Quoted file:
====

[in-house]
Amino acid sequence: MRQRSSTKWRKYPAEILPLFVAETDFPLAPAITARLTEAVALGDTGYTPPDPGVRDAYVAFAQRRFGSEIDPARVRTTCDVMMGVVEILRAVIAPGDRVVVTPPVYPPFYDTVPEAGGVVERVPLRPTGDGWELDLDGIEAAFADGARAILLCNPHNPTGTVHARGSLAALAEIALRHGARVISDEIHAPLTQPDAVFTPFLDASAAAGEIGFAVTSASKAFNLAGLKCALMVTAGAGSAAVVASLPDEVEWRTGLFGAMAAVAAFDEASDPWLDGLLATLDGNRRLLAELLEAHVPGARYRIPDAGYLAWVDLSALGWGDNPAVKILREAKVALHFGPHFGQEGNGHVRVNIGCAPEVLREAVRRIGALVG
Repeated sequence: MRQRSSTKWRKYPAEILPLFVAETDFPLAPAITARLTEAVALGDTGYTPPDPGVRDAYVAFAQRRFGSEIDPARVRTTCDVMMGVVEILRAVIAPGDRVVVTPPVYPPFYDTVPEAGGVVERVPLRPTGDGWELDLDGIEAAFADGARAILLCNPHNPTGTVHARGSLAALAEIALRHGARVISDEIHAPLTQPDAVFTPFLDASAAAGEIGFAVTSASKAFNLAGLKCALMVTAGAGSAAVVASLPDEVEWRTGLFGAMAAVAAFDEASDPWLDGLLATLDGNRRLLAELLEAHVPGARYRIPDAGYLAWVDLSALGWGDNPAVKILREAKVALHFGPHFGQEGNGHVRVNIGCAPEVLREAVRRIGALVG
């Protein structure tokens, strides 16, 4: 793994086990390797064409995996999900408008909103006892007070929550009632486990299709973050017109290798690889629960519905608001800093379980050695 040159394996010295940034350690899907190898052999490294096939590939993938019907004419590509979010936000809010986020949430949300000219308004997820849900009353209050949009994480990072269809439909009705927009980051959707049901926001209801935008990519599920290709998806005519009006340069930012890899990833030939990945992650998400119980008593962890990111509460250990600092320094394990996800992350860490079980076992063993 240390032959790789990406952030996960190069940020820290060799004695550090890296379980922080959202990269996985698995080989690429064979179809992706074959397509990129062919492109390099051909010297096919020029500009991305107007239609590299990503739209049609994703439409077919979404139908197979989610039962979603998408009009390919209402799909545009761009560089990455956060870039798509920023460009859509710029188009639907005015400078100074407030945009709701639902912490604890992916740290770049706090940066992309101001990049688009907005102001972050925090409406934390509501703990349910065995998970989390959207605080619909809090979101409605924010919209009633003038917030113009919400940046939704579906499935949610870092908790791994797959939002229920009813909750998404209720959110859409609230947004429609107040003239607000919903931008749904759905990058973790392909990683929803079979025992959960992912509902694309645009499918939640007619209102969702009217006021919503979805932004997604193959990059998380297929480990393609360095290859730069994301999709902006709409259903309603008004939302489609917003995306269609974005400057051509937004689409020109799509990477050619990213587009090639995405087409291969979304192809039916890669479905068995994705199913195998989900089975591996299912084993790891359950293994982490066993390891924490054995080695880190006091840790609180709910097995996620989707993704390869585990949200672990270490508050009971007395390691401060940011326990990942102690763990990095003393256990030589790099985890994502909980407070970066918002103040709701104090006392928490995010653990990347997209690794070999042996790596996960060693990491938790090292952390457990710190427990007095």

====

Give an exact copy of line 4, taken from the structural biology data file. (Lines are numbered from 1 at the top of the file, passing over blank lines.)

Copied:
């Protein structure tokens, strides 16, 4: 793994086990390797064409995996999900408008909103006892007070929550009632486990299709973050017109290798690889629960519905608001800093379980050695 040159394996010295940034350690899907190898052999490294096939590939993938019907004419590509979010936000809010986020949430949300000219308004997820849900009353209050949009994480990072269809439909009705927009980051959707049901926001209801935008990519599920290709998806005519009006340069930012890899990833030939990945992650998400119980008593962890990111509460250990600092320094394990996800992350860490079980076992063993 240390032959790789990406952030996960190069940020820290060799004695550090890296379980922080959202990269996985698995080989690429064979179809992706074959397509990129062919492109390099051909010297096919020029500009991305107007239609590299990503739209049609994703439409077919979404139908197979989610039962979603998408009009390919209402799909545009761009560089990455956060870039798509920023460009859509710029188009639907005015400078100074407030945009709701639902912490604890992916740290770049706090940066992309101001990049688009907005102001972050925090409406934390509501703990349910065995998970989390959207605080619909809090979101409605924010919209009633003038917030113009919400940046939704579906499935949610870092908790791994797959939002229920009813909750998404209720959110859409609230947004429609107040003239607000919903931008749904759905990058973790392909990683929803079979025992959960992912509902694309645009499918939640007619209102969702009217006021919503979805932004997604193959990059998380297929480990393609360095290859730069994301999709902006709409259903309603008004939302489609917003995306269609974005400057051509937004689409020109799509990477050619990213587009090639995405087409291969979304192809039916890669479905068995994705199913195998989900089975591996299912084993790891359950293994982490066993390891924490054995080695880190006091840790609180709910097995996620989707993704390869585990949200672990270490508050009971007395390691401060940011326990990942102690763990990095003393256990030589790099985890994502909980407070970066918002103040709701104090006392928490995010653990990347997209690794070999042996790596996960060693990491938790090292952390457990710190427990007095």